## “It can be difficult to justify picking up a textbook not specifically related to your research area, but the summer school gives you an opportunity to learn the basics of a new area in a relatively short amount of time.”

Joshua Stevenson, University of Tasmania

# Fourier Analysis and Distribution Theory

#### Lecturers

Dr Melissa Tacy, The University of Auckland, NZ
Dr Timothy Candy, The University of Otago, NZ

#### Synopsis

Fourier analysis is the study of representing functions as sums or integrals of simple waves. It has applications across a broad range of mathematical and physical sciences such as the analysis of solutions to partial differential equations, inverse problems and data processing. The natural setting for Fourier analysis is on the space of generalised functions, known as distributions.

In this course we introduce the space of tempered distributions and learn to compute with them. We then develop the Fourier transform first as an operator on functions, and then extend it to the space of tempered distributions. This extension gives a natural way to see that Fourier transforms and series are essentially the same object. As an application, we learn how to use distributions to study differential equations, and in particular we introduce the notion of a fundamental solution.

We next examine the various ways Fourier transforms/series can be understood to converge, and mention some perhaps surprising examples where convergence fails. Many issues regarding convergence of these oscillatory objects are still open and the focus of active research. We finish the course by discussing the Fourier restriction conjecture, which forms a major open problem in the field.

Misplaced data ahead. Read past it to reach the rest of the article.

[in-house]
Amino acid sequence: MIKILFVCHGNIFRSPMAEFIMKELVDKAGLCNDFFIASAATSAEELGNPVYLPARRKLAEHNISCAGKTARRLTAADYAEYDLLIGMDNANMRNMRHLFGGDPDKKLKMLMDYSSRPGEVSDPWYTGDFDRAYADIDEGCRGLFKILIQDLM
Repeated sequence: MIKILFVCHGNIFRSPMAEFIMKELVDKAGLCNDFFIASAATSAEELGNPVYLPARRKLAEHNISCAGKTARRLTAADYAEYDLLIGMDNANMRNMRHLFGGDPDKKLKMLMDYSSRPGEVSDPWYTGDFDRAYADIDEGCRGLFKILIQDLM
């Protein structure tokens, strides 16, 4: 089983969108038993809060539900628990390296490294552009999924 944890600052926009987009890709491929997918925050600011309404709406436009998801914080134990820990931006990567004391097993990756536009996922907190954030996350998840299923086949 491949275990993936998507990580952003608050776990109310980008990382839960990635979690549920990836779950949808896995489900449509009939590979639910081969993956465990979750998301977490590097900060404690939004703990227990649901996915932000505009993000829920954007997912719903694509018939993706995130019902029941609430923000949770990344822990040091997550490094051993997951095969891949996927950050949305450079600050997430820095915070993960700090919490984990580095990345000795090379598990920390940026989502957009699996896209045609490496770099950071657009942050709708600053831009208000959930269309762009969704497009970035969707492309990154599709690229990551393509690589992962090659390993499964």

#### Course Overview

• Distributions
• Motivation for distributions. Why can’t we just work with functions?
• The Schwartz space and the space of tempered distributions.
• Basic operations with distributions.
• Limits in the distributional setting.
• The Fourier transform
• The Fourier transform on the Schwartz space and extension to integrable/square integrable functions.
• The Fourier transform on the space of tempered distributions.
• The uncertainty principle and applications.
• Applications to PDE, in particular fundamental solutions.
• Periodic distributions and the Poisson summation formula, from integrals to sums.
• Fourier series
• Convergence for suitably regular data.
• Jumps around discontinuities, Gibb’s phenomena.
• Broader notions of convergence, examples where convergence fails.
• The Fourier restriction problem
• When can we restrict the Fourier transform to lower dimensional sets in a sensible way?
• Survey of known results and the current state of the art.

#### Prerequisites

• Real analysis

#### Assessment

• Quizzes 20% total
• 2 assignments 15% each (30% total)
• Final take home exam 50%

#### Attendance requirements

• For those completing the subject for their own knowledge/interest, quizzes must be completed as an attendance requirement

There is no set text book for this course, and full lecture notes will be provided. However similar material to that covered can be found in:

• Introduction to the Theory of Distributions, by F. Friedlander,
• A Guide to Distribution Theory and Fourier Transforms, by R. Strichartz.